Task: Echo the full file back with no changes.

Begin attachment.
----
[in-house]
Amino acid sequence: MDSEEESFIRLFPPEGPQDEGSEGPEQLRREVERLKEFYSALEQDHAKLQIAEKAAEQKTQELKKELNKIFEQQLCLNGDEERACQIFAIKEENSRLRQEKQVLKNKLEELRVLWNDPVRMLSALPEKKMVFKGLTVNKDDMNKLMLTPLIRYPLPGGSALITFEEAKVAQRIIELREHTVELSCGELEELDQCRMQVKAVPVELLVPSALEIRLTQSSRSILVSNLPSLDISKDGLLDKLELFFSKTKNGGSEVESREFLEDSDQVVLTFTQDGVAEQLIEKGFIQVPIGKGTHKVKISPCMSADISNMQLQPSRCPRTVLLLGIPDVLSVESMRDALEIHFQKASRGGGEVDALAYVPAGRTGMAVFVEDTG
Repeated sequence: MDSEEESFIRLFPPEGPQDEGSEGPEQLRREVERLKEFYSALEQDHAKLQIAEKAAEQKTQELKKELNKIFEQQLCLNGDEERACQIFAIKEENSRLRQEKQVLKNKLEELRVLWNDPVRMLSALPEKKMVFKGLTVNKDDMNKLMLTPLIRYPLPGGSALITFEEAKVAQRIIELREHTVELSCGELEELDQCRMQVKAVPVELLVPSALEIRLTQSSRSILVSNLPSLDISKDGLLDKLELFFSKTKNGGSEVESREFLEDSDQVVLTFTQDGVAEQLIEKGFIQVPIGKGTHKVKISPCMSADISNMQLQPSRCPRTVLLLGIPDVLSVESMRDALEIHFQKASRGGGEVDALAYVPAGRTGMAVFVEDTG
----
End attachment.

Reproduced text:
[in-house]
Amino acid sequence: MDSEEESFIRLFPPEGPQDEGSEGPEQLRREVERLKEFYSALEQDHAKLQIAEKAAEQKTQELKKELNKIFEQQLCLNGDEERACQIFAIKEENSRLRQEKQVLKNKLEELRVLWNDPVRMLSALPEKKMVFKGLTVNKDDMNKLMLTPLIRYPLPGGSALITFEEAKVAQRIIELREHTVELSCGELEELDQCRMQVKAVPVELLVPSALEIRLTQSSRSILVSNLPSLDISKDGLLDKLELFFSKTKNGGSEVESREFLEDSDQVVLTFTQDGVAEQLIEKGFIQVPIGKGTHKVKISPCMSADISNMQLQPSRCPRTVLLLGIPDVLSVESMRDALEIHFQKASRGGGEVDALAYVPAGRTGMAVFVEDTG
Repeated sequence: MDSEEESFIRLFPPEGPQDEGSEGPEQLRREVERLKEFYSALEQDHAKLQIAEKAAEQKTQELKKELNKIFEQQLCLNGDEERACQIFAIKEENSRLRQEKQVLKNKLEELRVLWNDPVRMLSALPEKKMVFKGLTVNKDDMNKLMLTPLIRYPLPGGSALITFEEAKVAQRIIELREHTVELSCGELEELDQCRMQVKAVPVELLVPSALEIRLTQSSRSILVSNLPSLDISKDGLLDKLELFFSKTKNGGSEVESREFLEDSDQVVLTFTQDGVAEQLIEKGFIQVPIGKGTHKVKISPCMSADISNMQLQPSRCPRTVLLLGIPDVLSVESMRDALEIHFQKASRGGGEVDALAYVPAGRTGMAVFVEDTG